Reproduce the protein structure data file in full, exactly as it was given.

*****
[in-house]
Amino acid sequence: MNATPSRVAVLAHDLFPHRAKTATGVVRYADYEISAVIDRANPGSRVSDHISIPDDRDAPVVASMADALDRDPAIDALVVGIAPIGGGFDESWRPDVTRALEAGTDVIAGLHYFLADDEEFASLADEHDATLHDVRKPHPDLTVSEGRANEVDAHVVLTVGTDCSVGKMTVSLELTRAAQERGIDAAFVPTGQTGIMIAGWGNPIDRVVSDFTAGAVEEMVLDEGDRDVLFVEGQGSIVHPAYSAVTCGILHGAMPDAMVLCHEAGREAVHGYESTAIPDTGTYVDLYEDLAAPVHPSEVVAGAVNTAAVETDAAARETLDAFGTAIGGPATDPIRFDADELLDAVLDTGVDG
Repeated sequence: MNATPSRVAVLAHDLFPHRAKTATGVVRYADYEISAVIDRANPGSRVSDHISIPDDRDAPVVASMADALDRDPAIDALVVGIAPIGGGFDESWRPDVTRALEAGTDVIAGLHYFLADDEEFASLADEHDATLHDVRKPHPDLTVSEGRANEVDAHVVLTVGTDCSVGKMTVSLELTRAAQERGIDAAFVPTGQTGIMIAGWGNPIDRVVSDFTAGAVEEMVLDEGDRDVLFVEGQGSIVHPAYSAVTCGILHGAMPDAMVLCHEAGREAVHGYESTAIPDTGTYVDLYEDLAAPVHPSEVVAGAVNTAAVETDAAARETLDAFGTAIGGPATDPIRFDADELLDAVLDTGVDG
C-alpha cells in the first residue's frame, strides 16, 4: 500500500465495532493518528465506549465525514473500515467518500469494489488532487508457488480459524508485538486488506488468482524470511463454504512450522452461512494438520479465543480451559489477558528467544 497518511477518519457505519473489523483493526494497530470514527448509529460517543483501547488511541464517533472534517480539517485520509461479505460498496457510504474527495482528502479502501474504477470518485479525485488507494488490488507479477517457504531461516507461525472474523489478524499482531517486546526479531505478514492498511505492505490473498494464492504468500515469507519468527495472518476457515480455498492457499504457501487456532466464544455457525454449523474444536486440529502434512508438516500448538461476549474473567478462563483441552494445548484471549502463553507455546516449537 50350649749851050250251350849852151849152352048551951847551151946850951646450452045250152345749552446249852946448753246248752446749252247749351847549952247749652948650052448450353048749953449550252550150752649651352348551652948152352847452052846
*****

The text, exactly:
[in-house]
Amino acid sequence: MNATPSRVAVLAHDLFPHRAKTATGVVRYADYEISAVIDRANPGSRVSDHISIPDDRDAPVVASMADALDRDPAIDALVVGIAPIGGGFDESWRPDVTRALEAGTDVIAGLHYFLADDEEFASLADEHDATLHDVRKPHPDLTVSEGRANEVDAHVVLTVGTDCSVGKMTVSLELTRAAQERGIDAAFVPTGQTGIMIAGWGNPIDRVVSDFTAGAVEEMVLDEGDRDVLFVEGQGSIVHPAYSAVTCGILHGAMPDAMVLCHEAGREAVHGYESTAIPDTGTYVDLYEDLAAPVHPSEVVAGAVNTAAVETDAAARETLDAFGTAIGGPATDPIRFDADELLDAVLDTGVDG
Repeated sequence: MNATPSRVAVLAHDLFPHRAKTATGVVRYADYEISAVIDRANPGSRVSDHISIPDDRDAPVVASMADALDRDPAIDALVVGIAPIGGGFDESWRPDVTRALEAGTDVIAGLHYFLADDEEFASLADEHDATLHDVRKPHPDLTVSEGRANEVDAHVVLTVGTDCSVGKMTVSLELTRAAQERGIDAAFVPTGQTGIMIAGWGNPIDRVVSDFTAGAVEEMVLDEGDRDVLFVEGQGSIVHPAYSAVTCGILHGAMPDAMVLCHEAGREAVHGYESTAIPDTGTYVDLYEDLAAPVHPSEVVAGAVNTAAVETDAAARETLDAFGTAIGGPATDPIRFDADELLDAVLDTGVDG
C-alpha cells in the first residue's frame, strides 16, 4: 500500500465495532493518528465506549465525514473500515467518500469494489488532487508457488480459524508485538486488506488468482524470511463454504512450522452461512494438520479465543480451559489477558528467544 497518511477518519457505519473489523483493526494497530470514527448509529460517543483501547488511541464517533472534517480539517485520509461479505460498496457510504474527495482528502479502501474504477470518485479525485488507494488490488507479477517457504531461516507461525472474523489478524499482531517486546526479531505478514492498511505492505490473498494464492504468500515469507519468527495472518476457515480455498492457499504457501487456532466464544455457525454449523474444536486440529502434512508438516500448538461476549474473567478462563483441552494445548484471549502463553507455546516449537 50350649749851050250251350849852151849152352048551951847551151946850951646450452045250152345749552446249852946448753246248752446749252247749351847549952247749652948650052448450353048749953449550252550150752649651352348551652948152352847452052846